by Alan Deidun

The recently-launched proposals for the revision of ODZ policies (downloadable from are being  touted as being absolutely justifiable and are being branded and marketed in terms of appealing motivations, ranging from ‘giving agrotourism a sorely-needed boost’ or ‘giving genuine farmers the possibility to expand their activities’. However, if one cares to scratch beyond the surface, one will notice that the plethora of proposals being made contain an equally vast plethora of planning loopholes, which effectively render the same proposals extremely DANGEROUS. The sheer extent of the proposals warrant dedicating more than one article to such an issue.

The ODZ policy revision document kicks off with an unimpressively biased statement – ‘The spirit of this document is to allow whoever genuinely needs to upgrade or redevelop an existing building or to construct a new one outside the development zone, in conjunction with its use.’ ‘Whoever’ literally means anyone, without discriminating if the applicant is a genuine farmer or a ruthless land speculator. Someone might have a ‘genuine need’ to convert his farmhouse into a villa, but does this render him eligible for such a permit under the revised policies?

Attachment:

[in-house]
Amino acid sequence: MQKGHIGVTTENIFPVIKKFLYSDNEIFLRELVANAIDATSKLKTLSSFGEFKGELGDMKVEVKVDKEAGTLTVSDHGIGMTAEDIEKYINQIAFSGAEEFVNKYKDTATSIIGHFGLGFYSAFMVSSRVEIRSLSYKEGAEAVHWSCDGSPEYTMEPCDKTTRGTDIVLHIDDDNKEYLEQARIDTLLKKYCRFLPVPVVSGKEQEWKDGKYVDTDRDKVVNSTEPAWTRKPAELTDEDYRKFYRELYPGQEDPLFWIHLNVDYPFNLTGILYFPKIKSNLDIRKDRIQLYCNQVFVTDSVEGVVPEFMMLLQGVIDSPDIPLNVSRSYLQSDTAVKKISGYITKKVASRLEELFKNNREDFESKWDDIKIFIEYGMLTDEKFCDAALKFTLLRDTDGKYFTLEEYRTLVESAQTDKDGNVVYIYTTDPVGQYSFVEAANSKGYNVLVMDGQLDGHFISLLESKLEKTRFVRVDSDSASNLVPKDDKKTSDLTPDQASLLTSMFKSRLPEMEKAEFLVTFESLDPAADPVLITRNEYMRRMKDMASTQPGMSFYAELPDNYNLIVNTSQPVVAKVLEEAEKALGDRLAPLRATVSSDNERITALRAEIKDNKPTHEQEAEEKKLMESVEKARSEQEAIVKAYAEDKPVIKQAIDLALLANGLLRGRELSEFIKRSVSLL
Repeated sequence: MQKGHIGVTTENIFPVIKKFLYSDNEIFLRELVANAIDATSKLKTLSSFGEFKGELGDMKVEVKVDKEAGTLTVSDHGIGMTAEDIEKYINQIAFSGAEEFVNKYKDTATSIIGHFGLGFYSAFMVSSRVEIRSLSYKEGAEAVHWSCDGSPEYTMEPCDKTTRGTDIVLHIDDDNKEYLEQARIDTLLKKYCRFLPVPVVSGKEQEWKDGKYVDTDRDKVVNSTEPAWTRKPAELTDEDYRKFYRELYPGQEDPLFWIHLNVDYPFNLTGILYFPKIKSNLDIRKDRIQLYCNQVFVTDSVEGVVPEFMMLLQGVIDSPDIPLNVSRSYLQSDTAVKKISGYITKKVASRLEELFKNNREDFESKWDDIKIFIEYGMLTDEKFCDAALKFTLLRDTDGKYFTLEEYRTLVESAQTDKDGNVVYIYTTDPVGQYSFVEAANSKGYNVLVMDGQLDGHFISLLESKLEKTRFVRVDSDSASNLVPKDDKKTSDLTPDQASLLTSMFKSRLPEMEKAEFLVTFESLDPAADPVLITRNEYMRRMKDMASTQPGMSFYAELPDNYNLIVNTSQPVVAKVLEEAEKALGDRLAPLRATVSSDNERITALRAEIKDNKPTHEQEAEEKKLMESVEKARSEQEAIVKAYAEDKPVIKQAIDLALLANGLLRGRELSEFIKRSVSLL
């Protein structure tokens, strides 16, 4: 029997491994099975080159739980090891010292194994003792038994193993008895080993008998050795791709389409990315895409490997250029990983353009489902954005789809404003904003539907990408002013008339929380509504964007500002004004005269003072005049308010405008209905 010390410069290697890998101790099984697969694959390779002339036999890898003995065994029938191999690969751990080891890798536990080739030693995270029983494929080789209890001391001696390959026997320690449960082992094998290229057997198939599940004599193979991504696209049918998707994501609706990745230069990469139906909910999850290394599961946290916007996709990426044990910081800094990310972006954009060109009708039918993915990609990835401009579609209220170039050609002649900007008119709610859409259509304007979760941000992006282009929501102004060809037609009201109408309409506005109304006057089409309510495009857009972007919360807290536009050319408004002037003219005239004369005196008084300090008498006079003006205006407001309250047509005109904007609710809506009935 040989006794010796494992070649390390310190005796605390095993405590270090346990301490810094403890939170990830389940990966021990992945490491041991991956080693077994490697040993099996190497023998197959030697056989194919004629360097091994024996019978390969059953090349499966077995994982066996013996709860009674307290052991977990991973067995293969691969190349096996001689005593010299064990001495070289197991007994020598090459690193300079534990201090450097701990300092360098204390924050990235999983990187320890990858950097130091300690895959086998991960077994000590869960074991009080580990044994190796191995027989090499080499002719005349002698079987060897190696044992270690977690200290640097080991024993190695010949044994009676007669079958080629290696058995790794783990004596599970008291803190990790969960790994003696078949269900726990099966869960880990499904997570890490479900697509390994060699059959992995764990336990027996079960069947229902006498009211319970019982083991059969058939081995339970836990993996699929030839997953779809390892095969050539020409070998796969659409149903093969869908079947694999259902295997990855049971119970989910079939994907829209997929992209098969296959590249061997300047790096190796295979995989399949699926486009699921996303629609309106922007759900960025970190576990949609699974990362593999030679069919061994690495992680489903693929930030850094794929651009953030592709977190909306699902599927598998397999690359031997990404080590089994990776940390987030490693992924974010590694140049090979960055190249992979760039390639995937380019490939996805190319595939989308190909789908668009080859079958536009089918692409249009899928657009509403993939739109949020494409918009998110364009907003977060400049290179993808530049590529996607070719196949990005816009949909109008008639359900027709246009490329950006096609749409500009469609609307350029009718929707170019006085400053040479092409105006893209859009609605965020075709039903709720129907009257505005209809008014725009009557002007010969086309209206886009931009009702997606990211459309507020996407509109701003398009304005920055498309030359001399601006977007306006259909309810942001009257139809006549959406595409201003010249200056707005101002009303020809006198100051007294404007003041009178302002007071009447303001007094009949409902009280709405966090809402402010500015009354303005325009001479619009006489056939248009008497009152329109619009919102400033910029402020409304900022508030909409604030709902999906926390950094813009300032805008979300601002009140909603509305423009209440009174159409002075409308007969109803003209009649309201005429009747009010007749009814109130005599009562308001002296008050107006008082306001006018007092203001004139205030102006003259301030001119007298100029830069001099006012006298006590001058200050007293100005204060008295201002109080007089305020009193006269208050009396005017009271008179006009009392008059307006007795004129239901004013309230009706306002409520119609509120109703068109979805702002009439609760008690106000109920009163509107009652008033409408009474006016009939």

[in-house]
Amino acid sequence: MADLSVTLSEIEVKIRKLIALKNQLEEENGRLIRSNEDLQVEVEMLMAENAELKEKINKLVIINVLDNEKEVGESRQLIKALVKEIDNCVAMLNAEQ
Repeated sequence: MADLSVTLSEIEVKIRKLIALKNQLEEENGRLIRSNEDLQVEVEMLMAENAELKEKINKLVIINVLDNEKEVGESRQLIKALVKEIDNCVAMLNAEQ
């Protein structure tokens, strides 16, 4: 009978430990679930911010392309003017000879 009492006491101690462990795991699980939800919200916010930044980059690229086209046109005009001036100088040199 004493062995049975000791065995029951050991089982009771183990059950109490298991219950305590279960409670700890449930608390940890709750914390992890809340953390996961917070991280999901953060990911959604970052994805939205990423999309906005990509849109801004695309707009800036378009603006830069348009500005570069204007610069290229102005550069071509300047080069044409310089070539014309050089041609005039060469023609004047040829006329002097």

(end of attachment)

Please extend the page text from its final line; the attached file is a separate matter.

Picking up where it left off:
Two of the most treacherous proposals included in the document include the one to assign ‘more responsibility to external consultees’ and to ‘allow a 10% tolerance in all developments as a flexibility extension.’ The former opens a Pandora’s box since, with hindsight, consultee opinions in DPA reports are not considered as very reliable by a number of MEPA Board members since they tend to change tack too frequently. In addition, the document is vague once again since it does not specify who these consultees are, besides the Agriculture and Veterinary departments. The latter proposal is downright unacceptable for two reasons: (i) 10% is way too high for ODZs, especially in a country whose built-up fraction is a full six times the EU average and (ii) entrenching such leeway from the very outset is an invitation for trouble, since developers will seek to exploit, through default, the 10% elbow room, as if it was a given.

Perhaps the most dangerous aspect of the whole document is that it will ultimately promote larger buildings in the countryside, with a consequent negative visual impact, by supporting the ‘consolidation of scattered permitted or pre-1967 buildings’, when smaller structures, on small islands like ours devoid of gargantuan farm holdings, would make more sense than much larger ones. For purposes such as storage of pesticides, tools, etc.

Public submissions, or representations, in response to such proposals can be sent to MEPA on till the 6th of December 2013. Hopefully, the sobering scenarios being depicted in this first article will nudge you to make such a submission.

 MEPA ODZ revision


More on such an issue very soon.